Building communities, not just housing

Housing Secretary Robert Jenrick has announced the setting up of a new body focussed on driving up design standards and supporting local communities to produce design codes defining beautiful design in each community.

Nicholas Boys Smith, former co-chair of the now disbanded Building Better, Building Beautiful Commission, has been appointed to help establish and lead this new body.  

So, what can we expect to see from this new design body, and what will new design standards and codes emphasise as ‘beautiful design’? A good place to start is the Commission’s final report ‘Living with beauty’ published in January 2020.

The report condemns the “ugly templates” of “buildings that stand without coherent relation to neighbouring structures, that are neither durable nor beautiful and are destined for dereliction”. The reports general recommendation for tackling these ugly templates is to place greater emphasis on communities, neighbourhoods, greenery and placemaking.

A blog written by Boys Smith may also give us some insight into how this new design body will incorporate the term ‘beauty’. Boys Smith states that “there’s a growing corpus of evidence that many of the components that make places beautiful (such as walkable streets, ‘gentle density’, and street trees) also make them healthy, happy, and sustainable”.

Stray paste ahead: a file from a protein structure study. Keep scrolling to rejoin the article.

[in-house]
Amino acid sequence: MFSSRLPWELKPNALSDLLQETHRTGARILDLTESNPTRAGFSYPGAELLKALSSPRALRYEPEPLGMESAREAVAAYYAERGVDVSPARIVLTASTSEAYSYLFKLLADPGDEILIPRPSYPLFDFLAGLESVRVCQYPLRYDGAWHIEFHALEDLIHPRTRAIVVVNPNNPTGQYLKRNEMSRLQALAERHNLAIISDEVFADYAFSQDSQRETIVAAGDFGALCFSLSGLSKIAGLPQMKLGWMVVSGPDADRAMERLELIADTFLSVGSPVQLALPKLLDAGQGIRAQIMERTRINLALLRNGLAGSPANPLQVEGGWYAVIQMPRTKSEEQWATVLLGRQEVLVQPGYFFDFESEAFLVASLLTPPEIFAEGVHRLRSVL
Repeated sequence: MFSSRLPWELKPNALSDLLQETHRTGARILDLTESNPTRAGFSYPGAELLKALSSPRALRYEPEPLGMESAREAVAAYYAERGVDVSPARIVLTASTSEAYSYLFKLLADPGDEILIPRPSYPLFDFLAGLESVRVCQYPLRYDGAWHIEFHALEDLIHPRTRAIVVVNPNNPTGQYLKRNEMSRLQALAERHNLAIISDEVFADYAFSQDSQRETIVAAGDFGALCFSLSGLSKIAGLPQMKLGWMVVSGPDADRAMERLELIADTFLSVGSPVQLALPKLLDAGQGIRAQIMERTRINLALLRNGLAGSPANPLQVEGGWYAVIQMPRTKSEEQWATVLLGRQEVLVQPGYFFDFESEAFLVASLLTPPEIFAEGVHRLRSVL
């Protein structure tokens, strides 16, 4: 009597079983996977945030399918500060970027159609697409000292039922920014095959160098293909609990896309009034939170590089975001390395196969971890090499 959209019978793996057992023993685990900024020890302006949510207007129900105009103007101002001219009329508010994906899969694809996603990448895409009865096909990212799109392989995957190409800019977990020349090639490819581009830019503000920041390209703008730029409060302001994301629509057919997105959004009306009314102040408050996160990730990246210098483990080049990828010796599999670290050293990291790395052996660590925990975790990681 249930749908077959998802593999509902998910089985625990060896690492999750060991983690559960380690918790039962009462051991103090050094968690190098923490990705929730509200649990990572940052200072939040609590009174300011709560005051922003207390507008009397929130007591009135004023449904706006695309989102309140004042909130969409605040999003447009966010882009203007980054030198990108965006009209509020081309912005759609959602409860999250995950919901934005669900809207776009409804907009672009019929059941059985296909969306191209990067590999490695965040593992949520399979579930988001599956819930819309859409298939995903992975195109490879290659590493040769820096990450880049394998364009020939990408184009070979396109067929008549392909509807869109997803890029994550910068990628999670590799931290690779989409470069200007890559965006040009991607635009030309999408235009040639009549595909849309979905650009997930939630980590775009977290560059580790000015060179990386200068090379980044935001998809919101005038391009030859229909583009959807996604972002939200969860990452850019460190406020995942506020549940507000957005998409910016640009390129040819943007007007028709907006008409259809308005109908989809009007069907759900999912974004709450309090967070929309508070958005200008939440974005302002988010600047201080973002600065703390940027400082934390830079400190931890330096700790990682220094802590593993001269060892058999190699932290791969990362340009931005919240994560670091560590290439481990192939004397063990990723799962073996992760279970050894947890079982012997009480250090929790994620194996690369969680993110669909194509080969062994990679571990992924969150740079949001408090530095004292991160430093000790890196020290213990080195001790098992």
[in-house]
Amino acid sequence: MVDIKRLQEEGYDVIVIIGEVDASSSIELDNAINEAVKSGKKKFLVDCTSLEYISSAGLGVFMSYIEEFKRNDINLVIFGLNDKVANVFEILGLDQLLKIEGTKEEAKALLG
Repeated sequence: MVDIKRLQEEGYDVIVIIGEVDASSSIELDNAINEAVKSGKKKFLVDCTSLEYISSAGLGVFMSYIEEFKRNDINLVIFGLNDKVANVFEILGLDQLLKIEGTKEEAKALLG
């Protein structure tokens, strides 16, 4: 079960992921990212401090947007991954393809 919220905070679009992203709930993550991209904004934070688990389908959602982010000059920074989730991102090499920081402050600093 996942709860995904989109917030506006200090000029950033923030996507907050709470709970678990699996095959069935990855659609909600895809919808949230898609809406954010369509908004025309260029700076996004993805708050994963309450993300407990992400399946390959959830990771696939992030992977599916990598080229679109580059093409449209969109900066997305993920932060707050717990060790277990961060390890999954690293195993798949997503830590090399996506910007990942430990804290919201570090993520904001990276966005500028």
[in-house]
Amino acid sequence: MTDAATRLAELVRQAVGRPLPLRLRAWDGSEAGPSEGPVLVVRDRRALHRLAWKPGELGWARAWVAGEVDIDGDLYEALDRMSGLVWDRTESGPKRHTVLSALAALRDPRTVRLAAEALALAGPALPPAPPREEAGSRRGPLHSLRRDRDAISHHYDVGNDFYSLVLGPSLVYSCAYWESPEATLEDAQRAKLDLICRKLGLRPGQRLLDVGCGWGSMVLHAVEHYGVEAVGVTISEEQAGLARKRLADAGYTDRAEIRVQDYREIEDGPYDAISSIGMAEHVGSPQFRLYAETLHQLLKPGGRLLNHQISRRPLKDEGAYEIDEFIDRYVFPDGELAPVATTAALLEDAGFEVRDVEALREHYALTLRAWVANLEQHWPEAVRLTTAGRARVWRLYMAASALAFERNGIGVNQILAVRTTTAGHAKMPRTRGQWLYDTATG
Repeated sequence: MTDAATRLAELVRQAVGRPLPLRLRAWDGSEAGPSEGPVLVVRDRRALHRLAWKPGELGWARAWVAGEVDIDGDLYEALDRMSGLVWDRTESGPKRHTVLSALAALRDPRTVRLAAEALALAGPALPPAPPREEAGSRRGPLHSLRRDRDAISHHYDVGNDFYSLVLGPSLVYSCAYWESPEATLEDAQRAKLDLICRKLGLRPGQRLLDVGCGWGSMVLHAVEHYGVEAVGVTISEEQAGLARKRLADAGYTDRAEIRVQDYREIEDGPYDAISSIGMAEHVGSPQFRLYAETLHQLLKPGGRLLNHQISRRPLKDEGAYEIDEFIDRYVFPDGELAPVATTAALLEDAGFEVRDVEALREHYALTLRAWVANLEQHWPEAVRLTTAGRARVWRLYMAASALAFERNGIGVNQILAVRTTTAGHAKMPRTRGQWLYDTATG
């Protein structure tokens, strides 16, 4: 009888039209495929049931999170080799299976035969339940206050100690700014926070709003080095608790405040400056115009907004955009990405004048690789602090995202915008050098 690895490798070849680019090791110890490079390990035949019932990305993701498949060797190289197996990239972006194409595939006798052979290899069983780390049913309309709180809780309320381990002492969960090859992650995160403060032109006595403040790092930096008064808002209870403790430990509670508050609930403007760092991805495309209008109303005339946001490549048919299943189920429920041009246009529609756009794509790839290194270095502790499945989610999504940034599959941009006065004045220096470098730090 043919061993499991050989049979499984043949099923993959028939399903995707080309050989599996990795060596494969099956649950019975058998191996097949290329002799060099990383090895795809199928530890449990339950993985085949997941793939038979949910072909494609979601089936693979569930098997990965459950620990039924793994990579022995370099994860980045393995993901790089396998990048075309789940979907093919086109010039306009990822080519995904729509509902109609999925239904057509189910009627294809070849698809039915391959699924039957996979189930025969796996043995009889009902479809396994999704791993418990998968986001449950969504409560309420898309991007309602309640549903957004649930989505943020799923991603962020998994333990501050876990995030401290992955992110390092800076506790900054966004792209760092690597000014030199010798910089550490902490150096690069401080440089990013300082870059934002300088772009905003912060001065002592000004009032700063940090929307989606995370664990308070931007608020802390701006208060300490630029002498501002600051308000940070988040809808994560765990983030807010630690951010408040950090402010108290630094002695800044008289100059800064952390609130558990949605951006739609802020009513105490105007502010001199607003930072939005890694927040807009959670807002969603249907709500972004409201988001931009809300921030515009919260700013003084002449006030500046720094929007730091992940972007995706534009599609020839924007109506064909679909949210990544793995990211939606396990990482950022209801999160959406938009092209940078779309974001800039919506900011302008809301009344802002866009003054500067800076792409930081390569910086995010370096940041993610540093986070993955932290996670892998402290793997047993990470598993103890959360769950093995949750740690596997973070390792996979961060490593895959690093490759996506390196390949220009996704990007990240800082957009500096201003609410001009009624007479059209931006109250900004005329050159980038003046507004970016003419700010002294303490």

Gentle density is, presumably, the opposite to what Boys Smith defines as ‘superdensity’ elsewhere. He defines superdensity as “tiny flats in large towers or ‘groundscrapers’ with no gardens” like the London Plan. So perhaps we can expect an emphasis on houses rather than flats, or communal gardens for all high-rise residential new builds.  

A greater emphasis on components like these in future design processes will likely be welcomed by many, especially after the gruelling experience of lockdown. Such components are also be associated with more walking, less crime and better physical & mental health.

Ultimately, this new design body seems set to focus on the creation of communities rather than just housing developments. It will be in the business of placemaking.

Considering the National Housing Federation survey released in September 2019 estimated 1.7 million people are in unsuitable homes (such as properties with no outside space), the need for placemaking and an emphasis on spatial quality of life is certainly necessary.

However, the NHF survey also estimated that 3.6 million people are living in an overcrowded home. The Building Better, Building Beautiful Commission, its final report and the new design body have mainly commented on external aesthetics with little mention of how they work as homes for people. Issues like comfort, ease of access and movement are just as important as a building’s envelope.

Nonetheless, there’s plenty of reason for housebuilders and residents to be optimistic. Large housing targets mean plenty of work for the housebuilders, and residents can look forward to more attractive buildings and neighbourhoods.